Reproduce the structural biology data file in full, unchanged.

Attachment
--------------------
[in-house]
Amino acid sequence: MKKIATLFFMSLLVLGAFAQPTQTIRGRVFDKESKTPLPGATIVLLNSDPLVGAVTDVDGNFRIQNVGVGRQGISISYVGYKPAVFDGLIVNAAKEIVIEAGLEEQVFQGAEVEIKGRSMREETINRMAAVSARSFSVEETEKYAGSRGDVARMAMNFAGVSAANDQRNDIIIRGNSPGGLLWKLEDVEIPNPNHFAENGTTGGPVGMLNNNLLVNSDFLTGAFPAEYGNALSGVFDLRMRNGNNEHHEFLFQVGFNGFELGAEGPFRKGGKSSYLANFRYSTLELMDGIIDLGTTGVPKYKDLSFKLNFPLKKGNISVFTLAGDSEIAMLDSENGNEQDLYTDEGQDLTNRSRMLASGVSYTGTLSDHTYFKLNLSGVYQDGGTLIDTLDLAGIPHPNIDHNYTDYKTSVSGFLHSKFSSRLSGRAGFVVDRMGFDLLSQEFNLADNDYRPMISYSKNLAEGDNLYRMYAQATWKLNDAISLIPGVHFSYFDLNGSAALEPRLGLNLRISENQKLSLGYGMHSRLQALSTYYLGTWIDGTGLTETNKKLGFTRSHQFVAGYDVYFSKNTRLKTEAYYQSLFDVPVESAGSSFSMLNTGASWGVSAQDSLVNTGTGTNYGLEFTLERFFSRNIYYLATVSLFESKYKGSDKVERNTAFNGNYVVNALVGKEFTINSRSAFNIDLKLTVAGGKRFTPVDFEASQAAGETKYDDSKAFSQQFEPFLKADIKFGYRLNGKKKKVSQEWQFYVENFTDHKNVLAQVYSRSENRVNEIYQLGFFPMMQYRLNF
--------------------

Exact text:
[in-house]
Amino acid sequence: MKKIATLFFMSLLVLGAFAQPTQTIRGRVFDKESKTPLPGATIVLLNSDPLVGAVTDVDGNFRIQNVGVGRQGISISYVGYKPAVFDGLIVNAAKEIVIEAGLEEQVFQGAEVEIKGRSMREETINRMAAVSARSFSVEETEKYAGSRGDVARMAMNFAGVSAANDQRNDIIIRGNSPGGLLWKLEDVEIPNPNHFAENGTTGGPVGMLNNNLLVNSDFLTGAFPAEYGNALSGVFDLRMRNGNNEHHEFLFQVGFNGFELGAEGPFRKGGKSSYLANFRYSTLELMDGIIDLGTTGVPKYKDLSFKLNFPLKKGNISVFTLAGDSEIAMLDSENGNEQDLYTDEGQDLTNRSRMLASGVSYTGTLSDHTYFKLNLSGVYQDGGTLIDTLDLAGIPHPNIDHNYTDYKTSVSGFLHSKFSSRLSGRAGFVVDRMGFDLLSQEFNLADNDYRPMISYSKNLAEGDNLYRMYAQATWKLNDAISLIPGVHFSYFDLNGSAALEPRLGLNLRISENQKLSLGYGMHSRLQALSTYYLGTWIDGTGLTETNKKLGFTRSHQFVAGYDVYFSKNTRLKTEAYYQSLFDVPVESAGSSFSMLNTGASWGVSAQDSLVNTGTGTNYGLEFTLERFFSRNIYYLATVSLFESKYKGSDKVERNTAFNGNYVVNALVGKEFTINSRSAFNIDLKLTVAGGKRFTPVDFEASQAAGETKYDDSKAFSQQFEPFLKADIKFGYRLNGKKKKVSQEWQFYVENFTDHKNVLAQVYSRSENRVNEIYQLGFFPMMQYRLNF